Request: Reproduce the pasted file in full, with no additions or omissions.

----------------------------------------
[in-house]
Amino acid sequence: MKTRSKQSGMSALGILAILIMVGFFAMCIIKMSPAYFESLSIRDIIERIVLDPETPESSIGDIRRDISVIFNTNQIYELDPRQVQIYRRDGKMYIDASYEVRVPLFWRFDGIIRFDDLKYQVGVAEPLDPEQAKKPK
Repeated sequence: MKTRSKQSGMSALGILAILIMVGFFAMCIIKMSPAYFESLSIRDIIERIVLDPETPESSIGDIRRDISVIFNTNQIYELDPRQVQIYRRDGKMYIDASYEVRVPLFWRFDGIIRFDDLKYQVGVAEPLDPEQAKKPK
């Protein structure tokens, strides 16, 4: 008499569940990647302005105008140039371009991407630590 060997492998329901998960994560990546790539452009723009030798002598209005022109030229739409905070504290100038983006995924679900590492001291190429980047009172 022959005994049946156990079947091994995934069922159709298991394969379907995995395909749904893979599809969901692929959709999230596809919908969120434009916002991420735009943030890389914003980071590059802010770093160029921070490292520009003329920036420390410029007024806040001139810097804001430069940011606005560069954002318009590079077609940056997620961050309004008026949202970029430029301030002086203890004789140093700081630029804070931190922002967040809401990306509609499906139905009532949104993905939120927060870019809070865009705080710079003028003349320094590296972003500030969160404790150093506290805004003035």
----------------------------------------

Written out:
[in-house]
Amino acid sequence: MKTRSKQSGMSALGILAILIMVGFFAMCIIKMSPAYFESLSIRDIIERIVLDPETPESSIGDIRRDISVIFNTNQIYELDPRQVQIYRRDGKMYIDASYEVRVPLFWRFDGIIRFDDLKYQVGVAEPLDPEQAKKPK
Repeated sequence: MKTRSKQSGMSALGILAILIMVGFFAMCIIKMSPAYFESLSIRDIIERIVLDPETPESSIGDIRRDISVIFNTNQIYELDPRQVQIYRRDGKMYIDASYEVRVPLFWRFDGIIRFDDLKYQVGVAEPLDPEQAKKPK
């Protein structure tokens, strides 16, 4: 008499569940990647302005105008140039371009991407630590 060997492998329901998960994560990546790539452009723009030798002598209005022109030229739409905070504290100038983006995924679900590492001291190429980047009172 022959005994049946156990079947091994995934069922159709298991394969379907995995395909749904893979599809969901692929959709999230596809919908969120434009916002991420735009943030890389914003980071590059802010770093160029921070490292520009003329920036420390410029007024806040001139810097804001430069940011606005560069954002318009590079077609940056997620961050309004008026949202970029430029301030002086203890004789140093700081630029804070931190922002967040809401990306509609499906139905009532949104993905939120927060870019809070865009705080710079003028003349320094590296972003500030969160404790150093506290805004003035």